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Danish producer Trentemøller worked with some exciting guest musicians on his last album, Lost, including Lower Dens singer Jana Hunter (“Gravity“), the Drums’ Jonny Pierce (“Never Stop Running“), and Kazu Makino of Blonde Redhead (“Come Undone“). Next week will see the release of Lost Reworks, a remix album that features reinterpretations of the songs from Jenny Wilson (best known for her work with the Knife), Unkwon, Trentemøller himself, and more. Now you can stream the entire record below.

When Mineral announced back in April that they were playing their first shows in 17 years, it was welcome news for people who were still yearning to revisit the golden era of emo. Mineral frontman Chris Simpson never stopped making music though, first with the Gloria Record and more recently under the name Zookeeper. “Pink Chalk” is the title track from Zookeeper’s new album and, like some of the best songs, it’s a little hard to grasp the precise emotion behind the song, but it certainly knows how to make you feel something. It starts with a contemplative piano placed over some heavy breathing, both of which carry through the whole song, providing texture and a hint of weary exasperation. But there’s also hope that peeks through, a sense of comfort and warmth. It’s a song that you can project all of your worries into and feel a little better, even if only for a few minutes. Simpson’s vocals are clear and passionate — the way his voice stretches out the last syllable of every line is affecting, as if he’s crying out for help and reassuring you at the same time. It’s a gorgeous piece of music, and you can listen to it below.

In the single greatest book ever written about rock music, 1991′s Rock And The Pop Narcotic, Joe Carducci described AC/DC thusly: “They kind of took the lumpen stomp of Slade and sort of added the blues croak of early Savoy Brown (Chris Youlden) and came up with a raw, narrowly focused, grittily compacted hard rock sound somewhere in the vicinity of the intersection of blues and metal at boogie … They became so popular by 1980, that today, if you cut open young execs, young housewives, rappers, house mixers, salsa fans, hip hopsters you’ll likely as not find that about fourteen rings back there’s a layer of molten rock sediment spewed by this Australian eruption.”

Annie Clark has always been open to talking about her musical influences, from Miles Davis to Steely Dan. She even got to collaborate and release an album with one of her favorite musicians, David Byrne. During some downtime at last weekend’s Rock En Seine festival where St. Vincent was playing a set, French site Sourdoreille decided to play a little game with Clark to see if she could identify songs from her biggest influences and collaborators. “This is a very cruel game you’re playing,” she said at one point. Clark is mostly on-point, though she does mess up when the interviewer plays two Christmas songs from Sufjan Stevens and her old band Polyphonic Spree. Watch below.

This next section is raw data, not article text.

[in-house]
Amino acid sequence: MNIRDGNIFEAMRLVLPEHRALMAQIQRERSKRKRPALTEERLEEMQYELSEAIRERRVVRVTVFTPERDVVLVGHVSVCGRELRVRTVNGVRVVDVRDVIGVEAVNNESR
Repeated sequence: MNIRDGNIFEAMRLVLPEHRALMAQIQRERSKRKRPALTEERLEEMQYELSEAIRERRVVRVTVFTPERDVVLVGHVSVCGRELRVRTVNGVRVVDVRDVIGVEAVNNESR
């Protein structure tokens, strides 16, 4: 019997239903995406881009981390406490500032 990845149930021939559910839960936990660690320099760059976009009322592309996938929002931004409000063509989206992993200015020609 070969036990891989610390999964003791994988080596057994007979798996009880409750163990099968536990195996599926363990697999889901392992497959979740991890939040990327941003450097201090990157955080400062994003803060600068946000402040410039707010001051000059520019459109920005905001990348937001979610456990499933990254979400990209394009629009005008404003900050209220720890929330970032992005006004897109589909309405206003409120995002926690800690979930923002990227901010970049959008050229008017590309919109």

The Austin trio Spray Paint make punk rock that’s appropriately noxious, but also filled with humor and fun. “Threesomes Can Wait” is brimming with oddly tuned guitars and shouted vocals, but there’s a sweetness to balance out the sour flavors. That comes through on the forceful and dynamic percussion layered all around those guitars, and those vocals? It’s hard not to bounce around to the gleefully strange lyrics that cram cat allergies and dead parents into the same line. The song will appear on the band’s upcoming third album, Clean Blood, Regular Acid, which is due next month.

In an era when many formerly blog-hyped indie rock bands with terrible names have descended into obscurity, Scottish wailers We Were Promised Jetpacks are still going strong, and their third album Unraveling is set to arrive this fall. After sharing the epic, sincere, math-rocking first single “Safety In Numbers,” they’ve hit us with “I Keep It Composed,” which uses elephantine riffage in something resembling a krautrock context and which sounds huge. This thing is absolutely going to kill when they play it live, and it sounds pretty awesome coming from my speakers this morning, too. Check it out below.

At this point, we’re used to seeing indie bands catapult from relative obscurity to national TV exposure. But if you’ve every been lucky enough to see Erika Anderson stalking the stage of a tiny club, with her old band Gowns or on her own as EMA, then you know what an unlikely triumph it is to see her standing in a late-night show’s spotlight, hearing David Letterman splutter, “Holy crap, South Dakota?!” while introducing her. Anderson is a noise-scene veteran with a gut-ripping emotional intensity; she is not supposed to be there. And yet, there she was, fronting her future-punk backing band and seething her way through “Neuromancer,” one of many highlights on her great new album The Future’s Void. I’m delighted to report that the confrontational power of her live show translates way better on television than you’d ever expect. She looked like a star last night, and you can, and should, watch her performance below.

Chicago rockers Modern Vices call themselves a “dirty doo-wop” band, but that’s not a very good description of what they do on “Taller In The Sunshine.” The song is much closer to the Strokes and Franz Ferdinand — swaggering urban garage rock with discordant guitar leads and a battered, hi-hat-heavy drumbeat topped off by a commanding croon. Thankfully the quintet is a lot better at making music than they are at describing it. This track, from their self-titled LP coming this fall, reminds me that the oft-maligned garage rock revolution of the early aughts was a worthwhile enterprise after all. Join “a romantic revolution” below.